My Buddy System
Like a tough exam, making friends at college when you have ADHD takes work.
For students with attention deficit hyperactivity disorder (ADHD), college is all about finding out who you are, what you want to become, and, just as important, what kinds of groups you identify with. But not all groups on campus have a name or a booth you can easily find at Welcome Week. It’s these amorphous cliques that are difficult to understand and befriend.
Young adults with ADHD are often shy and lack confidence in social situations. Over time, you may start thinking that it’s just easier to stay by yourself, but you have to face your fears. Meeting people is like doing classroom presentations — the more you do, the easier they become.
I’d overcome my general shyness by the time I reached college, but I still had to work to find a new group once I got to campus. (It’s important though to work on life skills before you leave home.) I quickly learned that you cannot sit back in your dorm room poring over your lecture notes, and expect friends to come to you.
You might think, “I’ll be friends with my roommates.” That doesn’t always work out. Just before my freshman year, I met my two new roommates on Facebook. They seemed friendly enough, telling me about their interests. They also mentioned that they’d been friends since elementary school. We looked forward to meeting.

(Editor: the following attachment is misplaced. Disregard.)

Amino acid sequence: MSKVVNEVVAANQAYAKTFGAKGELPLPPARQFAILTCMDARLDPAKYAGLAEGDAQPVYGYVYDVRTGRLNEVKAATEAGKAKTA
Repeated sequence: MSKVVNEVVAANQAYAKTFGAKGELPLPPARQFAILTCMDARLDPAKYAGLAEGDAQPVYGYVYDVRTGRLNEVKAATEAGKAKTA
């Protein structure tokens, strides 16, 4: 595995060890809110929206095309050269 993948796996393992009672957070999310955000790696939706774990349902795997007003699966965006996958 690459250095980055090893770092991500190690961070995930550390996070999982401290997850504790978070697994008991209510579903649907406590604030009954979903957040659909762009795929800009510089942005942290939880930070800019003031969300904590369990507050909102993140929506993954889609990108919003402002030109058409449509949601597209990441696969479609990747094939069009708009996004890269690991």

On the first day of the semester, I dragged my luggage into our room and saw the two of them playing a video game together. They barely noticed that I had walked in, so I said, “Hey, I’m Blake.” They turned around and waved, introduced themselves, and resumed their game.
As the semester continued, they invited their high-school-friends-who-were-now-at-Berkeley over. It became clear that this was a clique that had transplanted itself from high school to college. What could I do about it? Nothing. So I searched for friends outside of my dorm room.
Do Some Social Work
Once you acknowledge that making new friends is going to take some work, you’ll find countless opportunities to do so.
- Go to Welcome Week and learn about your school’s sports organizations and campus student groups.
- Your major probably has a group associated with it. Join it. I found a French group, and we got together to do homework and practice our bonjours and au revoirs.
- Scan the college newspaper for upcoming events, and check out the flyers taped in the hallways about events that, perhaps, didn’t make the school calendar.
- Go to barbecues and social events sponsored by your dorm. I became good friends with the four girls in the suite next to mine after raving over their delicious brownies at our residence hall picnic.
If one tactic doesn’t work, try another. I remember being turned away from a fraternity party last year because my friend and I didn’t know any members.
That confused me — how were we supposed to know anybody? We were freshmen. But it didn’t stop me. I wanted the support from older students and alumni, and the sense of community that comes with being part of a tight-knit group, so I decided to pledge a fraternity later that year.
College isn’t just another four years of school — it’s a major stage in your life. Ideally, you’ll graduate with more knowledge and wisdom, and with many lifelong friendships. I know I certainly felt that way after freshman year.